Claudette Colvin is undoubtedly one of the renowned pioneers of civil right activists in the history of African American civil rights movements.
On March 2, 1955, she refused to move from her seat on a Montgomery bound segregated bus. Her sentiments were, she had paid the fare, just like other passengers, and it was her constitutional right to board the bus.
The then 15-year-old Colvin recalls being dragged off from the bus, handcuffed and taken to an adult jail.
However, Claudette Colvin is not a much celebrated figure in the African American Civil Rights Activism, like Rosa Parks, who died on 24, October 2005.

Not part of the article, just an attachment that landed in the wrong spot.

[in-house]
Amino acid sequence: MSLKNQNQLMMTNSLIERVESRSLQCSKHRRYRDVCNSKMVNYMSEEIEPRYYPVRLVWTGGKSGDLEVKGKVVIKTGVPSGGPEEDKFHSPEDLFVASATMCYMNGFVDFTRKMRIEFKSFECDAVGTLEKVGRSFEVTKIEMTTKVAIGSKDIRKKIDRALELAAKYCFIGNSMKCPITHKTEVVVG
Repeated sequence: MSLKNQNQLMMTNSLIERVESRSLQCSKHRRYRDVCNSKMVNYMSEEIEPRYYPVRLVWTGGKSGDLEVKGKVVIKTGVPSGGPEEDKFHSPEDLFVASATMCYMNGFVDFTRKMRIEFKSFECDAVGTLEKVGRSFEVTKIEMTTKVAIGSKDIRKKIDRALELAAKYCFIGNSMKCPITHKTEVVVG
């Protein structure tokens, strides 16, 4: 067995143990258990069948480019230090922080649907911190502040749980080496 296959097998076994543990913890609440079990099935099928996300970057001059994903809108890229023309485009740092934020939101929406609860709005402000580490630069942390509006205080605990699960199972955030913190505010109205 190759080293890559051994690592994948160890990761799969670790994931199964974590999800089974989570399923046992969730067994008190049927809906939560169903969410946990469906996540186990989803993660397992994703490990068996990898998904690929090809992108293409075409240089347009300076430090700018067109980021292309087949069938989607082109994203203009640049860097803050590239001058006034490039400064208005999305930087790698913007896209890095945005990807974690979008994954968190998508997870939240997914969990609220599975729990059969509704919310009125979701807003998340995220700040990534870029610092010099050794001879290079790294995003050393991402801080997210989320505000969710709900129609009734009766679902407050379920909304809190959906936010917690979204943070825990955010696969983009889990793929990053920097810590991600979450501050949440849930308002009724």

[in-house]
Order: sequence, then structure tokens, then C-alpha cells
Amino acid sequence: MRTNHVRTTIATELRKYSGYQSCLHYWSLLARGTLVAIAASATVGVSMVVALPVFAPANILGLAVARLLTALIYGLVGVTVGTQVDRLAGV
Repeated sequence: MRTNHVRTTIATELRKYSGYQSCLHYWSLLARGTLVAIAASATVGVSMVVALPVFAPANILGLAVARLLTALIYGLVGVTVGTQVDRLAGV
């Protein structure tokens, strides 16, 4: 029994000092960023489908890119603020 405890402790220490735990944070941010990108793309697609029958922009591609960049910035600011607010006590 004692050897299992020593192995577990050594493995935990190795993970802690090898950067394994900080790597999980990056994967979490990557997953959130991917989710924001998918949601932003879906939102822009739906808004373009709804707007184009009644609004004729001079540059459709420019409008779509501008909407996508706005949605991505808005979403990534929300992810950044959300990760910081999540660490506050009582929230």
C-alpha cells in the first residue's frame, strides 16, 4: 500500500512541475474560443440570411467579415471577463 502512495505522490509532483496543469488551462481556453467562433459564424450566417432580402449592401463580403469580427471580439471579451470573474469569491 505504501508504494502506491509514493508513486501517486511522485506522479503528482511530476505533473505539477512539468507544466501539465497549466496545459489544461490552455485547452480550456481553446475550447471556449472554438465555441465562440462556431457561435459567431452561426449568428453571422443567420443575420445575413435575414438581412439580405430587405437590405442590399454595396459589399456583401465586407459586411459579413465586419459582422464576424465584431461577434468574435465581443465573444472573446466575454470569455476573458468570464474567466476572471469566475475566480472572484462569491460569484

That’s largely because the former was perceived to being darker toned and pregnant. Colvin explains that she had a child born out of wedlock at the age of 16 and that she didn’t fit the image of someone people would want to show off.
On February 1, 1956, Claudette Colvin served as the star witness alongside other four plaintiffs in the Browder v. Gayle case.
It was this landmark federal case, chaired by a three-judge panel that ended the history of segregation on public transportation in Alabama and other states in America.